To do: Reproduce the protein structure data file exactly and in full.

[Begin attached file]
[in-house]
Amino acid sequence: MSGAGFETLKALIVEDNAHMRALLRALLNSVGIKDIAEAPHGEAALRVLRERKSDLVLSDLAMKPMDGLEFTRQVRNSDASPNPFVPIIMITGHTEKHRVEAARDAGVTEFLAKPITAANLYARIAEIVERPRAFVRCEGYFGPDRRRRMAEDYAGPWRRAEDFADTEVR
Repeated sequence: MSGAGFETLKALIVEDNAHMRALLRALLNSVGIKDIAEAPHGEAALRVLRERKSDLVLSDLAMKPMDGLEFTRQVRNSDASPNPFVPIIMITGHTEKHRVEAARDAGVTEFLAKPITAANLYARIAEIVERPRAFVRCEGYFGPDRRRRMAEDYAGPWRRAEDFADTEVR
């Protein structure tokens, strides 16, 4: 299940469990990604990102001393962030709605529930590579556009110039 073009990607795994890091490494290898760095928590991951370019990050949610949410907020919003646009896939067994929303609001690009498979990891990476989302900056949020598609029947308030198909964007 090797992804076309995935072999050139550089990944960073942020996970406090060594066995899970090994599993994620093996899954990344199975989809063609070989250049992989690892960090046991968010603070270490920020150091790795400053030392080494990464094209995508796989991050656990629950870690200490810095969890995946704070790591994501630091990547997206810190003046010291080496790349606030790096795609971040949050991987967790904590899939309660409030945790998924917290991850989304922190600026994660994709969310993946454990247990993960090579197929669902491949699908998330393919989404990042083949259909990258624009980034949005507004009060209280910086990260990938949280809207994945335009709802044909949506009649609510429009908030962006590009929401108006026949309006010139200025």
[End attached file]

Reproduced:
[in-house]
Amino acid sequence: MSGAGFETLKALIVEDNAHMRALLRALLNSVGIKDIAEAPHGEAALRVLRERKSDLVLSDLAMKPMDGLEFTRQVRNSDASPNPFVPIIMITGHTEKHRVEAARDAGVTEFLAKPITAANLYARIAEIVERPRAFVRCEGYFGPDRRRRMAEDYAGPWRRAEDFADTEVR
Repeated sequence: MSGAGFETLKALIVEDNAHMRALLRALLNSVGIKDIAEAPHGEAALRVLRERKSDLVLSDLAMKPMDGLEFTRQVRNSDASPNPFVPIIMITGHTEKHRVEAARDAGVTEFLAKPITAANLYARIAEIVERPRAFVRCEGYFGPDRRRRMAEDYAGPWRRAEDFADTEVR
């Protein structure tokens, strides 16, 4: 299940469990990604990102001393962030709605529930590579556009110039 073009990607795994890091490494290898760095928590991951370019990050949610949410907020919003646009896939067994929303609001690009498979990891990476989302900056949020598609029947308030198909964007 090797992804076309995935072999050139550089990944960073942020996970406090060594066995899970090994599993994620093996899954990344199975989809063609070989250049992989690892960090046991968010603070270490920020150091790795400053030392080494990464094209995508796989991050656990629950870690200490810095969890995946704070790591994501630091990547997206810190003046010291080496790349606030790096795609971040949050991987967790904590899939309660409030945790998924917290991850989304922190600026994660994709969310993946454990247990993960090579197929669902491949699908998330393919989404990042083949259909990258624009980034949005507004009060209280910086990260990938949280809207994945335009709802044909949506009649609510429009908030962006590009929401108006026949309006010139200025």